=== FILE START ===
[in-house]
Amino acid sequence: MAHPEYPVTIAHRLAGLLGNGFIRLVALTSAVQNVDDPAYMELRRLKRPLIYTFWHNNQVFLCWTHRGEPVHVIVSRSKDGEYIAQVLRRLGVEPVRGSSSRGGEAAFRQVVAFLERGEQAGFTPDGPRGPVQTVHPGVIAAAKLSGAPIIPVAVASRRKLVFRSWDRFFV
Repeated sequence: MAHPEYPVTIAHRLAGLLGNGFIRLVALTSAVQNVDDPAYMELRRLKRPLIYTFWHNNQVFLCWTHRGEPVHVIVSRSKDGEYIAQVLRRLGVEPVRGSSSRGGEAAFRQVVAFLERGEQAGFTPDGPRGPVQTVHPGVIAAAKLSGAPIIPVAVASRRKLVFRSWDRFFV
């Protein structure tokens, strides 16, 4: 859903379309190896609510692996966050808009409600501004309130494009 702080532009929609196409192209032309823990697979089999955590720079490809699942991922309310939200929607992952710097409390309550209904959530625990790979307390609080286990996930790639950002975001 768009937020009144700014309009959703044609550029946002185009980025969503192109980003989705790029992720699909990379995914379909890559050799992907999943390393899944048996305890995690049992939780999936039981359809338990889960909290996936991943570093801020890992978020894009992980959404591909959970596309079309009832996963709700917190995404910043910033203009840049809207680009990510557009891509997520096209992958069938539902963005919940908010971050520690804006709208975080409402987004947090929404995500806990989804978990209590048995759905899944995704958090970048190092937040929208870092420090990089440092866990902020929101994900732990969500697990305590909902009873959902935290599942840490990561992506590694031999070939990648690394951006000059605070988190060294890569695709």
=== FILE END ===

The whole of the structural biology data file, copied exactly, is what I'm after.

[in-house]
Amino acid sequence: MAHPEYPVTIAHRLAGLLGNGFIRLVALTSAVQNVDDPAYMELRRLKRPLIYTFWHNNQVFLCWTHRGEPVHVIVSRSKDGEYIAQVLRRLGVEPVRGSSSRGGEAAFRQVVAFLERGEQAGFTPDGPRGPVQTVHPGVIAAAKLSGAPIIPVAVASRRKLVFRSWDRFFV
Repeated sequence: MAHPEYPVTIAHRLAGLLGNGFIRLVALTSAVQNVDDPAYMELRRLKRPLIYTFWHNNQVFLCWTHRGEPVHVIVSRSKDGEYIAQVLRRLGVEPVRGSSSRGGEAAFRQVVAFLERGEQAGFTPDGPRGPVQTVHPGVIAAAKLSGAPIIPVAVASRRKLVFRSWDRFFV
């Protein structure tokens, strides 16, 4: 859903379309190896609510692996966050808009409600501004309130494009 702080532009929609196409192209032309823990697979089999955590720079490809699942991922309310939200929607992952710097409390309550209904959530625990790979307390609080286990996930790639950002975001 768009937020009144700014309009959703044609550029946002185009980025969503192109980003989705790029992720699909990379995914379909890559050799992907999943390393899944048996305890995690049992939780999936039981359809338990889960909290996936991943570093801020890992978020894009992980959404591909959970596309079309009832996963709700917190995404910043910033203009840049809207680009990510557009891509997520096209992958069938539902963005919940908010971050520690804006709208975080409402987004947090929404995500806990989804978990209590048995759905899944995704958090970048190092937040929208870092420090990089440092866990902020929101994900732990969500697990305590909902009873959902935290599942840490990561992506590694031999070939990648690394951006000059605070988190060294890569695709």